Best friends Ryan (Noah Reid) and Brandon (Dillon Casey, “Nikita”) are backpacking across Europe after Ryan and his fiance make a deal to experiment with an open relationship before their wedding. Then Ryan freaks out and changes his mind, so he and Brandon try to track down Ryan’s fiance without the benefit of her itinerary.
The first episode opens with the pair playing soccer with their pants around their ankles in an empty Paris fountain with the Eiffel Tower in the background. This gives some idea about the level of humor. It also proves that no matter how beautiful the location – episode two is set in Italy – the background can never make up for idiocy in the foreground.
Scripted Canadian comedy “Seed” benefits from a more novel premise and its premiere episode has some genuinely funny moments, including one gag concerning mistaken identity and a lack of gender-specific names.
Womanizing loser Harry (Adam Korson) was a sperm donor years ago and it comes back to haunt him when some of his offspring begin showing up at his door after one of the kids hacks the sperm bank computer to learn his identity.
Soon Harry has to forgo dates to help his biological offspring out of assorted jams, including a teen daughter he fears may be attending a sex party.
Written by executive producer Joseph Raso, “Seed” is mildly dirty in a smirky way but it doesn’t go too far over the top. Nor does it get overly saccharine when Harry starts offering counsel to his offspring and their families. “Seed” isn’t great TV, but it’s a funny enough diversion in the context of generally disappointing summer comedy.
Canceled NBC comedy “Community” lives again thanks to Yahoo!, which renewed the show for a sixth season to stream online this fall. ... Fox has canceled its yet-to-premiere big-budget Egyptian drama series “Hieroglyph,” planned for 2015, following last month’s departure of Fox Entertainment chairman Kevin Reilly. ... Denis Leary is back in business with FX for a 2015 comedy series, “Sex&Drugs&Rock&Roll,” in which he’ll play a former rocker who is desperate for fame. ... History’s “Ice Road Truckers” returns for a new season at 10 p.m. Monday. ...”Cops” returns with new episodes at 8 p.m. July 12 on SpikeTV. ... A new season of “Doctor Who” comes to BBC America at 8 p.m. Aug. 23.… NBC renewed summer medical drama “The Night Shift” for a second season. … Beginning Aug. 10 AMC will re-air “Breaking Bad” from the beginning on Sundays, 5 p.m.-1 a.m., through Oct. 5. … A fourth season of PBS’s “Masterpiece Mystery!” series “Sherlock” begins with a special that films in January followed by three new episodes. No American air date has been announced but late 2015 or early 2016 seem plausible.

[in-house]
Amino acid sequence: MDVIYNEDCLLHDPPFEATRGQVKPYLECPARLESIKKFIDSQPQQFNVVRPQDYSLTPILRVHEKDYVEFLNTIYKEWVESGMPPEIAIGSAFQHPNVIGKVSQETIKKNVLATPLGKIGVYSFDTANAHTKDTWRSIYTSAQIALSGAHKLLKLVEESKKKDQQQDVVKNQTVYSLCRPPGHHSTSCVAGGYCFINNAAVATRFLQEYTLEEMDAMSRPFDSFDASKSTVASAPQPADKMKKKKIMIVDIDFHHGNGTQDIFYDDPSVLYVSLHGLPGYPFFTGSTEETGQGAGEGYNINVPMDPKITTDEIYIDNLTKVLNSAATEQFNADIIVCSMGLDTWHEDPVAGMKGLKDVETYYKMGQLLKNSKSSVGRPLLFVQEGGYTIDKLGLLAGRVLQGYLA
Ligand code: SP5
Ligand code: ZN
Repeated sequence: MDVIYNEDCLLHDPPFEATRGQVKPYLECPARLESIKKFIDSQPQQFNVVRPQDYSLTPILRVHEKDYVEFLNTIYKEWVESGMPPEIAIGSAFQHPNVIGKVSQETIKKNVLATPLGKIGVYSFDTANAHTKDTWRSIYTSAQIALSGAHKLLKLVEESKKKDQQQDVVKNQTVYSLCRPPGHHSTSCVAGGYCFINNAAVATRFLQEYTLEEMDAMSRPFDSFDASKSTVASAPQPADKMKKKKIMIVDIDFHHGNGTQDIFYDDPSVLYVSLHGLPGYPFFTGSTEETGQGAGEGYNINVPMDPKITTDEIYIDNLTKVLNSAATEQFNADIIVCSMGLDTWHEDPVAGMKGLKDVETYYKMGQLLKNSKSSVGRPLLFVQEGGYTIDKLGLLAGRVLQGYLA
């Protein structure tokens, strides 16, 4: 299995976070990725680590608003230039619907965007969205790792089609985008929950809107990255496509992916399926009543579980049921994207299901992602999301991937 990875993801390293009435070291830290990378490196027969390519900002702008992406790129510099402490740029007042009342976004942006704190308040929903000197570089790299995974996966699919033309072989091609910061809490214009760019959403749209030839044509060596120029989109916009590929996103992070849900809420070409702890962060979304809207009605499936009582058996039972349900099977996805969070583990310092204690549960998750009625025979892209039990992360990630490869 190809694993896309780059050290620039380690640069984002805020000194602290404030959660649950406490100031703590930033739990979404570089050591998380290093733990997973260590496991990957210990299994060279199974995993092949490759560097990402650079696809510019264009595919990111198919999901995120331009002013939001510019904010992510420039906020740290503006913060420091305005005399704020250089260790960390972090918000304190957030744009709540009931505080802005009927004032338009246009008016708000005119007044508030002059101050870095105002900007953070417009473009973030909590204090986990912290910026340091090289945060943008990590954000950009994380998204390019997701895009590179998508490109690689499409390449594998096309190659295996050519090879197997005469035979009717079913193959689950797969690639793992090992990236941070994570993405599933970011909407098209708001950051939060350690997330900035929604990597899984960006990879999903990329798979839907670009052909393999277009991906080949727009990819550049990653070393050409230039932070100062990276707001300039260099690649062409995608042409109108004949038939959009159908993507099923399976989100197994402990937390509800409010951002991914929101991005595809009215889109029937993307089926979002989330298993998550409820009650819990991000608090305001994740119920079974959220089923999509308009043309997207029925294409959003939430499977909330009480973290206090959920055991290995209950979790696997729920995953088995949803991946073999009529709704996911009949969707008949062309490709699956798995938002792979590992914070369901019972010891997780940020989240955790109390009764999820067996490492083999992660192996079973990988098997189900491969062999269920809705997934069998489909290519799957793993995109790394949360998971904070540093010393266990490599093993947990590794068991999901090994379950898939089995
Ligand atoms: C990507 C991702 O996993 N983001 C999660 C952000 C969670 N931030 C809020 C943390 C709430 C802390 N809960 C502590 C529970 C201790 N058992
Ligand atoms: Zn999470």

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TV writer Rob Owen: email@example.com or 412-263-2582. Follow RobOwenTV on Twitter or Facebook for breaking TV news.Webhed: Cable and broadcast networks plan a wealth of July comedy series debuts but the results are a mixed bag.